W3C rejects ad industry attempt to hijack do-not-track specs

The advertisers' proposed changes would have led to widespread confusion, a W3C working group said

By Loek Essers, IDG News Service |  Security

The World Wide Web Consortium has rejected an attempt by the advertising industry to hijack a specification describing how websites should respond to "do not track" requests sent by Web browsers.

Suggestions from the Digital Advertising Alliance (DAA) would have allowed advertisers to continue profiling users who had asked not to be tracked. It would also have allowed them to "retarget" ads to those users by showing ads relevant to one site or transaction on all subsequent sites they visited, according to the co-chairs of the W3C's Tracking Protection Working Group.

A number of popular browsers can already send a special header along with requests for Web pages to indicate whether the user wishes to be tracked. The working group is mainly concerned with standardizing the technical mechanisms for server-side compliance with those do-not-track requests. It will continue its work on the specification in a teleconference Wednesday.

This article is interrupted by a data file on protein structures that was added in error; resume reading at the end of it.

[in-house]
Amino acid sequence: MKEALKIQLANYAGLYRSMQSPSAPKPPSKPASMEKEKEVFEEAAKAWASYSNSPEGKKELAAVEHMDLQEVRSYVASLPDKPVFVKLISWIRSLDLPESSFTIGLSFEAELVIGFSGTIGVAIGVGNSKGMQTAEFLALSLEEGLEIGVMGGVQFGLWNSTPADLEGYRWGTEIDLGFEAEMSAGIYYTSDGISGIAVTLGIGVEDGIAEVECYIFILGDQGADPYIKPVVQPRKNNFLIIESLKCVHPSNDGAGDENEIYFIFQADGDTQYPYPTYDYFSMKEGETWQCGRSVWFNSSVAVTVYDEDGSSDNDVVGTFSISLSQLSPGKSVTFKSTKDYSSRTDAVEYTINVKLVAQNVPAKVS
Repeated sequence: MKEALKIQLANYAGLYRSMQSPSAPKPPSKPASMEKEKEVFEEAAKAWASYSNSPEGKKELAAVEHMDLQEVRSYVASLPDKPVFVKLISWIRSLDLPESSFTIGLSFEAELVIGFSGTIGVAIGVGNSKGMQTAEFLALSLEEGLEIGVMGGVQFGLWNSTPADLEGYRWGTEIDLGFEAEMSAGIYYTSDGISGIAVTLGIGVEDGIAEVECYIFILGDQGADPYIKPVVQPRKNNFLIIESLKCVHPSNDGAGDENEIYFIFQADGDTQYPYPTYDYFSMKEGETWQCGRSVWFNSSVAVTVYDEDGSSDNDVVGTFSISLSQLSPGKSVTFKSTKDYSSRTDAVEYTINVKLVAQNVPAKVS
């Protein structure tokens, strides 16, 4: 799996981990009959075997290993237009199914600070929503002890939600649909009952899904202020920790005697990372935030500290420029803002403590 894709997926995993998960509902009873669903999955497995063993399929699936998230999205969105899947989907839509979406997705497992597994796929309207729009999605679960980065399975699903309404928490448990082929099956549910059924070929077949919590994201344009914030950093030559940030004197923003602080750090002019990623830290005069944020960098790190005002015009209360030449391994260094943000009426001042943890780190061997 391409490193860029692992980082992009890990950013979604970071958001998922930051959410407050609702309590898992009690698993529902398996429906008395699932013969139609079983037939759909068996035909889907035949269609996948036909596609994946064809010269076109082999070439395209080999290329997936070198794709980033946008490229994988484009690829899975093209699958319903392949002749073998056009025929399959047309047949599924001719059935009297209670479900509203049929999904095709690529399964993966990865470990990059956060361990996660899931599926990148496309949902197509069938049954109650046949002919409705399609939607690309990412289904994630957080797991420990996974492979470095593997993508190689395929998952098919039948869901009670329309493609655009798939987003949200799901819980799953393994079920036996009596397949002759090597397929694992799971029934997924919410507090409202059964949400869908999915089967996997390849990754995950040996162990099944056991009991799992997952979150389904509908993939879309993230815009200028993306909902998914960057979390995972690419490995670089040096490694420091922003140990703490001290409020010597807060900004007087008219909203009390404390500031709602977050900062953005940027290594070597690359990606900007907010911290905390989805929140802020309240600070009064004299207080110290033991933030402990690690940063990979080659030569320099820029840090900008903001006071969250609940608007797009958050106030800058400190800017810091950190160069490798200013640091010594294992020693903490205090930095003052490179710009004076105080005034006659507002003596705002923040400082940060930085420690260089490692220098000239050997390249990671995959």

Proposals similar to those made by the DAA, an umbrella organization of online advertising organizations whose members conduct a large fraction of online advertising, will also be rejected, wrote working group co-chairs Matthias Schunter and Peter Swire on Monday.

Adopting the DAA's proposed changes would have led to "widespread confusion if consumers select a do-not-track option, only to have targeting and collection continue unchanged," they wrote.

There has already been a certain amount of confusion around the do-not-track header, which can signal three values: don't track, do track or no preference. Microsoft had proposed that Internet Explorer 10 would send the message "don't track" by default, even where users had not expressed a preference. Web sites including Yahoo retaliated, saying they would ignore IE10's do-not-track requests and continue to track.

The Tracking Protection Working Group said the DAA's proposals were not only confusing, but also inconsistent with the working group's charter. This states that the do-not-track standard should define mechanisms for expressing user preferences around Web tracking and for blocking or allowing Web tracking elements. The advertisers' suggestions didn't establish a significant change from the status quo, the working group's co-chairs said.

"Based on the comments received, the current DAA Proposal is less protective of privacy and user choice than their earlier initiatives," wrote Schunter and Swire, adding that all DAA proposed changes were rejected. "We will not revisit the choices presented in the DAA change proposal and rejected in this decision," they wrote.

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